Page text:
Exhibition|GZ's foreign trade treasures on show in Shanghai 海贸遗珍——清代“广州货”在沪展出


An exhibition of products exported by the Thirteen Hongs of Canton (Guangzhou) in the Qing Dynasty is underway at the Shanghai History Museum and will last through November 7.


The event showcases 112 select cultural artefacts from the Guangzhou Museum. From porcelain and silver ware, ivory and shell carved items, to embroideries and paintings, the fine artworks created by Cantonese craftsmen in the old times tell the history of the blooming foreign trade in Canton between the 19th and 20th centuries and present a scene of different cultures interacting with each other in the city at that time.



A painting of the busy Whampoa Port in Canton, done on ivory, in 1845 约作于1845年的象牙油画《黄埔锚地》描绘了广州黄埔港当时的景象。


Blue-and-white porcelain produced during the Qianlong period (1736—1796) of the Qing Dynasty, salvaged from the wreck of Swedish ship the East Indiaman Götheborg‎. 瑞典“哥德堡号”沉船上打捞的青花瓷片 清乾隆

Götheborg, a merchant ship owned by the Swedish East India Company, sank in 1745 in the entrance to the Gothenburg harbour. The vessel visited Canton for three times between 1739 and 1745, shipping Chinese goods to Sweden. The relics recovered from the Götheborg shipwreck reflect the trade activities between the two countries over 200 years ago.


It's worth noting that about half of the exhibits are new collections of the Guangzhou Museum and were displayed to the public for the first time. With a perfect blend of Chinese and western art styles, the exquisite antiques were all the rage in overseas markets at that time.



 A carved ivory hanging puzzle ball in the Qing Dynasty 象牙镂雕福寿宝相花套球 清代 

Ivory fan produced during the Qianlong period (1736—1796) of the Qing Dynasty 牙劈丝花卉徽章纹折扇 清乾隆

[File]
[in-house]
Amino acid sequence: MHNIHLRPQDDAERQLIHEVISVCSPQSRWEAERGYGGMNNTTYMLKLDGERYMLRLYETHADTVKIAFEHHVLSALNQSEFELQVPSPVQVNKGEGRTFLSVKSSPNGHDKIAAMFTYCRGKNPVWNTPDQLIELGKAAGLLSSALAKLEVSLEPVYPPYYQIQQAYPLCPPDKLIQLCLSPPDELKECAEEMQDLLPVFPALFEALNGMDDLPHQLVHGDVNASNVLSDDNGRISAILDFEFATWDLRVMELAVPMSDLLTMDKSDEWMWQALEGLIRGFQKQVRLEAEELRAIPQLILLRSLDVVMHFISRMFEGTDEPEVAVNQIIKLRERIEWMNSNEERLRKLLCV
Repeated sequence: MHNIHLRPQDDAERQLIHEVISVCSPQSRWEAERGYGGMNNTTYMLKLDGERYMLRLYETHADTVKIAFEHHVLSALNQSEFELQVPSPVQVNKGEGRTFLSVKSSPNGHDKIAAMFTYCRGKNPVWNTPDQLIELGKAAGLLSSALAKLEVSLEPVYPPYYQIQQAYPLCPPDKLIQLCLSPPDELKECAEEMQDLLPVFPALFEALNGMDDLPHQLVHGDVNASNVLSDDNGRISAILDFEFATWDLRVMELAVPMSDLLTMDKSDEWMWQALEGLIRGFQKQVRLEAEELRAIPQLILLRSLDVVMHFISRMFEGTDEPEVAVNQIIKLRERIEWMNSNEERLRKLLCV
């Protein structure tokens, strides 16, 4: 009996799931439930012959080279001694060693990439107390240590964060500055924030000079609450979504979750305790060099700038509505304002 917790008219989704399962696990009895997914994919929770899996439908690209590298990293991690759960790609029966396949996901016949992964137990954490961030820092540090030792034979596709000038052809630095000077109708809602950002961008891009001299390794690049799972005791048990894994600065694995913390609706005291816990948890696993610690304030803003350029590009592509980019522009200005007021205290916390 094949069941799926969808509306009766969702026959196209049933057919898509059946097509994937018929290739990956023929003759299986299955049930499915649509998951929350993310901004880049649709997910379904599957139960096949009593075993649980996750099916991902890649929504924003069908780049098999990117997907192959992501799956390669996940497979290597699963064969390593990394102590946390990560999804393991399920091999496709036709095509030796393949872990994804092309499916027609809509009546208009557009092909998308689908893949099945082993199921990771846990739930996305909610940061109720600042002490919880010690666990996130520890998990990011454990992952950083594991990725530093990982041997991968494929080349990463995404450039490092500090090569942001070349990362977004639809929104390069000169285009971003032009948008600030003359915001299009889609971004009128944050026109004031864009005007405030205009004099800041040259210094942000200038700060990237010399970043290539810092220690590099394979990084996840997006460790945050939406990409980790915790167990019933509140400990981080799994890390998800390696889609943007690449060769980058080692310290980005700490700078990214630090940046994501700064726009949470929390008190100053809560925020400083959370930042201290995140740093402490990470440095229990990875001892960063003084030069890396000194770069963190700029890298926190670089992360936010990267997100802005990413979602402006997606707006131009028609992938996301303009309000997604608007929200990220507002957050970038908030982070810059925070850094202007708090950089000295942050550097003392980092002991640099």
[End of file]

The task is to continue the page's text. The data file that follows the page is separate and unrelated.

Guangcai (Kwon-glazed Porcelain) vase in Qianlong period 青花开光广彩人物图盖瓶 清乾隆

Among a slew of exported products made in Canton, paintings present vividly the life in China to westerners. The Cantonese painting industry reached its heyday during the 18th and 19th centuries and there were up to 30 art galleries and studios established in the Thirteen Hongs, specialized in producing paintings for export at that time.


Cantonese painters employed western art skills to depict the social customs and views of the city. From oil, watercolor to glass and pith paper painting, the extraordinary works of Cantonese painters won the favor of foreign visitors.



A portrait of a western man in a dark suit, painted on ivory at the bottom of a palm-size box 清代 人像盒  象牙细密画 

The portrait was a work of Hinqua, a Cantonese painter who was active between 1810 and 1825. The painter's name was marked in red letters on the inner side of the box cover.



A Chinese watercolor pith painting on tea production and sale, from the Qing Dynasty 清代  通草水彩画 售茶图

The exhibition enables people in Shanghai to learn about the past glory of Canton through the beautiful treasures, and the vital role Canton has played in the development of the ancient Maritime Silk Road. It also showcases the global influence of Chinese culture in the Qing Dynasty and deepens cultural exchanges between Guangzhou and Shanghai.


Author: Pauline
Editor: Lv Yun
Sources: Guangzhou Museum, GZ-Maritimesilkroad (丝路云帆Silu Yunfan), official Wechat account of City Alliance for the Preservation and world Heritage Inscription of Maritime Silk Road Heritage
Courtesy:  Guangzhou Municipal Bureau of Culture, Radio, Film and Tourism